This paper was part of my journal club recently. I touched upon LPMOs, short for Lytic Polysaccharide Monooxygenases, in my previous post that are basically oxidative enzymes.
These interesting group of enzymes have three basic types: Type I, Type II, and Type III, classified based on the site of attack, namely LPMO1 (Type I) when oxidation occurs at C1 carbon, LPMO2 (Type II) when oxidation occurs at C4 carbon, and LPMO3 (Type III) if either C1 or C4 carbons are attacked. These subtypes are part of four CAZy families to which LPMOs are categorized into (AA9, AA10, AA11, and AA13).
Having said this, the identification of the types in LPMO is not a trivial task. This specificity to cleave a particular bond, or regiospecificity, is characterized by time-consuming chromatography experiments (HPAEC-PAD), as they are time course studies that involve incubating with the substrate for longer periods. If aldonic acids are discovered in the experiments, then it is C1 cleaving or Type I; and if 4-gemdiol-aldose is detected than it is C4 cleaving of Type II LPMOs.
Given this complex identification protocol, any shortcut to identify the regiospecificity is welcome and that’s what Danneels et al have attempted in their paper published in PLOS ONE. Specifically, using an indicator diagram based identification, they give a solution to identify regiospecificity.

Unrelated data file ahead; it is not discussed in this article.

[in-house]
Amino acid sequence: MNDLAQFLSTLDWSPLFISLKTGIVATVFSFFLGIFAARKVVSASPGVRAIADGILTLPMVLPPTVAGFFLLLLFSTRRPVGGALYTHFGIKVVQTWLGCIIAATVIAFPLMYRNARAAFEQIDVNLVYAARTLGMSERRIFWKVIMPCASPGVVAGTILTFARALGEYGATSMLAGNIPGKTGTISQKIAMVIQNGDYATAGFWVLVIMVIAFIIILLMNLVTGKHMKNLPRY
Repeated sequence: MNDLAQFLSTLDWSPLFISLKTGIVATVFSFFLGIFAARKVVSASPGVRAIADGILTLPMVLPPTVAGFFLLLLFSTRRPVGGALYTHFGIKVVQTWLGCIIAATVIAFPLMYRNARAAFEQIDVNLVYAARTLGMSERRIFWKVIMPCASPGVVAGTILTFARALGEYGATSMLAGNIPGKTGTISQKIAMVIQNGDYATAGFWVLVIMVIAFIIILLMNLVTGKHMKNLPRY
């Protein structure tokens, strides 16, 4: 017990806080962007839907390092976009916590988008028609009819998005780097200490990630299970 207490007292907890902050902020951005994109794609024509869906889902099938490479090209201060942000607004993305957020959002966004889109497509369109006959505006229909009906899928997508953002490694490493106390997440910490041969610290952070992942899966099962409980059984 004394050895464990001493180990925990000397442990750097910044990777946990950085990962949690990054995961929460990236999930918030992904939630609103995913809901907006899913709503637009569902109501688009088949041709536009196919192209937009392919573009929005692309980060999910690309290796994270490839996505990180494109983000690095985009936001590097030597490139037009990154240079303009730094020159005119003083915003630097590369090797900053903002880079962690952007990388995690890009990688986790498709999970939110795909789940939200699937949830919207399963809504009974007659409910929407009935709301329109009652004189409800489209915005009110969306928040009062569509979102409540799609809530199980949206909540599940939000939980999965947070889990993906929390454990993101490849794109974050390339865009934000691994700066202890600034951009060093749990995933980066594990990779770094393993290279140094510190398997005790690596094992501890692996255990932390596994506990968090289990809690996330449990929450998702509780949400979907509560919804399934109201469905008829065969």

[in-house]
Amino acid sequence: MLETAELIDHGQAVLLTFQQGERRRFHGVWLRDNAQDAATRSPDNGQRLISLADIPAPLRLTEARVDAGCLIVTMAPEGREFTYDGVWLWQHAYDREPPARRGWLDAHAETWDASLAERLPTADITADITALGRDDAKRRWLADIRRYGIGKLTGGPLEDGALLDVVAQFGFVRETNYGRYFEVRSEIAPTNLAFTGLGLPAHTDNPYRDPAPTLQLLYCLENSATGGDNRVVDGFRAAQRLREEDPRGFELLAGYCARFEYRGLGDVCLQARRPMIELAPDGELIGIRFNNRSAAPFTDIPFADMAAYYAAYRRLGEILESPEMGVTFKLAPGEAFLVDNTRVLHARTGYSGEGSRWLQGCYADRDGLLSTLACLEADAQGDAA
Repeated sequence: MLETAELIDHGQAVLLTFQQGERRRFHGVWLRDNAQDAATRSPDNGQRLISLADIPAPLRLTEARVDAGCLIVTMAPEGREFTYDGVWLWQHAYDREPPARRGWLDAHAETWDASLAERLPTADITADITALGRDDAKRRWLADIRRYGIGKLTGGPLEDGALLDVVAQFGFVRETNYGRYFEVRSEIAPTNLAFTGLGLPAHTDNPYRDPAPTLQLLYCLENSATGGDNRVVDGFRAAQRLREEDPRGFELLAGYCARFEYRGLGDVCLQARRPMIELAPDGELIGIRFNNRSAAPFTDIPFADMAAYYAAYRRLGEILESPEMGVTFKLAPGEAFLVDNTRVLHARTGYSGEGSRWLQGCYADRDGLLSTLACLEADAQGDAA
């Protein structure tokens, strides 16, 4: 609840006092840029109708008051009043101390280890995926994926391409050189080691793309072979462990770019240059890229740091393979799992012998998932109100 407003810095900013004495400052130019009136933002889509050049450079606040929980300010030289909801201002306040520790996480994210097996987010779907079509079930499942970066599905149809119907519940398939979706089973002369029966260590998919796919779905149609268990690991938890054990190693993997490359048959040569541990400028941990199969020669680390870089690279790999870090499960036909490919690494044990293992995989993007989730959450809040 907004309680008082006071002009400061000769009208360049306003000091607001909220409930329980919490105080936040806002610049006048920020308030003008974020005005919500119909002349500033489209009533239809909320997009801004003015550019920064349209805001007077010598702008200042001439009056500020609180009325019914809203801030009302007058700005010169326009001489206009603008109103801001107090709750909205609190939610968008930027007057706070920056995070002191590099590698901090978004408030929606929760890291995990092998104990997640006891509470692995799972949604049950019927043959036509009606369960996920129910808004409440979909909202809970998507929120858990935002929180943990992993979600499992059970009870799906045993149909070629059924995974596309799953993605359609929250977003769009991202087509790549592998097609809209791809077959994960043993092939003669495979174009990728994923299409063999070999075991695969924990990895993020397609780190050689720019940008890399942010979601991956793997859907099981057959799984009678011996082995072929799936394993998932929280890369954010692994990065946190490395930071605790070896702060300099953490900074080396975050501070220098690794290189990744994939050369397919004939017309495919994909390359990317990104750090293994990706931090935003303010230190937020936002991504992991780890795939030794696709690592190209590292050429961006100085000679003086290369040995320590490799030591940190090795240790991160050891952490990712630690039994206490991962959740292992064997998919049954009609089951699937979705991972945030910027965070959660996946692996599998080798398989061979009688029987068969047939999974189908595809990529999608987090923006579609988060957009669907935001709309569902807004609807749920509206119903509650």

To test they used Hypocrea jecorina‘s LPMO9A (having both C1/C4 cleavage) and did site-directed mutagenesis on key aromatic residues that are involved in substrate binding to create mutants that are either selective to C1 or C4 cleavage. Comparing the activity of the wildtype with the mutants by plotting the speed of release of aldonic acids with respect to 4-gemdiol-aldose the authors plot it as an indicator diagram. Basically, if one calculate the slope of the line, and it is closer to x-axis (release of aldonic acid) then the enzyme’s regiospecificity is for C1 oxidation or consisting of Type I LPMO activity. If closer to y-axis, then Type II LPMO activity.
It would be interesting to see this type of indicator diagram applied for enzyme activity identification for new LPMO enzymes, and also for enzyme engineering studies on LPMO.
Reference: B. Danneels, M. Tanghe, H. Joosten, T. Gundinger, O. Spadiut, I. Stals and T. Desmet, “A quantitative indicator diagram for lytic polysaccharide monooxygenases reveals the role of aromatic surface residues in HjLPMO9A regioselectivity“, 2017. .